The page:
Plaintiff's allegation about what the correctional officer could not remember is unclear. Nevertheless, he assumes that had the correctional officer been able to remember, his testimony at the parole revocation hearing would have supported Plaintiff's version of the events and the BPT would have believed him. Plaintiff's assertions in these regards are mere speculation. Therefore, the Court can not conclude that if the correctional officer remembered unspecified facts and circumstances, he would have testified in support of Plaintiff and that the BPT would have believed him. Further, the Court finds it unlikely that the correctional officer's memory would have been different prior to the 29 day delay in holding the parole revocation hearing. Accordingly, Plaintiff has failed to show that he was prejudiced in this regard. Further, Plaintiff does not assert any facts to show that the 29 day delay was unreasonable under the circumstances.

As a result, the Court GRANTS Defendant's Motion to Dismiss for lack of subject matter jurisdiction and alternatively for Plaintiff's failure to show that the 29 day delay in holding his parole revocation hearing was unreasonable, or that he was prejudiced because of the delay.

To the extent that Plaintiff claims that he is not a member of the class in Valdivia, and he does not bring his claim for the untimely parole revocation hearing pursuant to Valdivia, he is given leave of court to file an Amended Complaint.

V. PLAINTIFF FAILS TO STATE A CLAIM FOR DENIAL OF ACCESS TO THE COURTS

Plaintiff claims that he was denied access to the courts because Defendant Unknown Deputy failed to return to him the "final written documentation" of his parole revocation hearing. He asserts that his failure to present the "final written documentation" of the parole revocation hearing to the California Superior Court caused it to deny his Petition for Writ of Habeas Corpus. Further, Plaintiff claims that since the BPT did not return to him the two written witness statements that he presented at the parole revocation hearing, his "right to file a lawsuit against the assault has been extremely delayed/hindered to the point of denial of access to the courts." (Complaint at 4), and that "without these written statements, (he has) been denied the ability to begin writing up my complaint and form my legal strategy." (Complaint at 5). Defendants argue that Plaintiff's claim should be dismissed because his Petition for Writ of Habeas Corpus was frivolous. Defendants also argue that their actions did not prevent Plaintiff from filing a lawsuit for assault against a correctional officer, and in fact, Plaintiff filed the lawsuit for assault against the correctional officer.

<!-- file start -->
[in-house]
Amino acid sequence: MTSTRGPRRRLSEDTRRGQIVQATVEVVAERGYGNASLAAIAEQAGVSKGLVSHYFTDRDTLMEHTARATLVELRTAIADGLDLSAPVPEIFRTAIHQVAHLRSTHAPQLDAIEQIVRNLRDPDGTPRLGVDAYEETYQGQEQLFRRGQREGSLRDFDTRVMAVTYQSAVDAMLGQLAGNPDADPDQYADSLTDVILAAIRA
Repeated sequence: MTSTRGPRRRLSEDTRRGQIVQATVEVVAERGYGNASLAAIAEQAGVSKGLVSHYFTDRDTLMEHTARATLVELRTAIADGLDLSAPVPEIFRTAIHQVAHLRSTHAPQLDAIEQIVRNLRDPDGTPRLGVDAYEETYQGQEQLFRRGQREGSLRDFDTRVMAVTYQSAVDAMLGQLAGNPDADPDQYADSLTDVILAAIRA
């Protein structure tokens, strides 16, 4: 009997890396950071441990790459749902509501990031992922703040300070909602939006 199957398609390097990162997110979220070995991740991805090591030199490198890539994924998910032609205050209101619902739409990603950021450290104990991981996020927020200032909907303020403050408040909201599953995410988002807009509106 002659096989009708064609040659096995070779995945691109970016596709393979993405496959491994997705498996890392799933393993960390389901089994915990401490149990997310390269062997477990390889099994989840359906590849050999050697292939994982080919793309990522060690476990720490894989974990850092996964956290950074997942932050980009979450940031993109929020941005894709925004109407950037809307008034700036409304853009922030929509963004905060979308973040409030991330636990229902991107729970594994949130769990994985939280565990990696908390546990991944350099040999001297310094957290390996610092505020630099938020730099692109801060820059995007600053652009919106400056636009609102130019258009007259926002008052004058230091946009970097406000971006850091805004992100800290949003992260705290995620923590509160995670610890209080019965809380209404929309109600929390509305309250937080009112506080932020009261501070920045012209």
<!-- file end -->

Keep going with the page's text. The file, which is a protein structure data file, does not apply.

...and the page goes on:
Under the First and Fourteenth Amendments to the Constitution, state prisoners have a right of access to the courts. Lewis v. Casey, 518 U.S. 343, 346 (1996). "(A)ccess to the courts means the opportunity to prepare, serve and file whatever pleadings or other documents are necessary or appropriate in order to commence or prosecute court proceedings affecting one's personal liberty. Id. at 384.

When a prisoner asserts that he was denied access to the courts and seeks a remedy for a lost opportunity to present a legal claim, he must show: (1) the loss*fn2 of a non-frivolous or arguable underlying claim; (2) the official acts that frustrated the litigation; and (3) a remedy that may be awarded as recompense but that is not otherwise available in a future suit. Phillips v. Hust, 477 F.3d 1070, 1076 (9th Cir. 2005), citing Christopher v. Harbury, 536 U.S. 403, 413-414 (2002), overruled on other grounds, Hust v. Phillips, 129 S.Ct. 1036 (2009). The right of access to the courts ensures that a complaint for violation of civil rights or a petition for writ of habeas corpus filed by a person in custody will reach the court for consideration. Once a claim reaches a court, a person in custody is in the same position as a person who is not in custody, to file a civil rights complaint or a petition for writ of habeas corpus. Cornett v. Donovan 51 F.3d 894, 899 (9th Cir. 1995), citing Hooks v. Wainright, 775 F.2d 1433, 1436 (11th Cir. 1985), cert. denied 479 U.S. 913 (1986).

1. Denial of Petition for Writ of Habeas Corpus Plaintiff claims that Defendant

Unknown Deputy's failure to provide him "final written documentation" of his parole revocation hearing caused the California Superior Court to deny his Petition for Writ of Habeas Corpus.

As noted above, in order to state a claim for denial of access to the courts, Plaintiff must allege the loss of a non-frivolous or arguable underlying claim. Here, Plaintiff claims that the Superior Court denied his Petition for Writ of Habeas Corpus due to his failure to provide the court with the necessary documentation to support his Petition. However, Plaintiff filed the Petition for Writ of Habeas Corpus in the California Superior Court. Therefore, the Petition for Writ of Habeas Corpus reached the court for consideration and the court considered the Petition. As a result, Plaintiff did not lose his claim, or present facts to suggest that he was unable to file his claim due top circumstances beyond his control.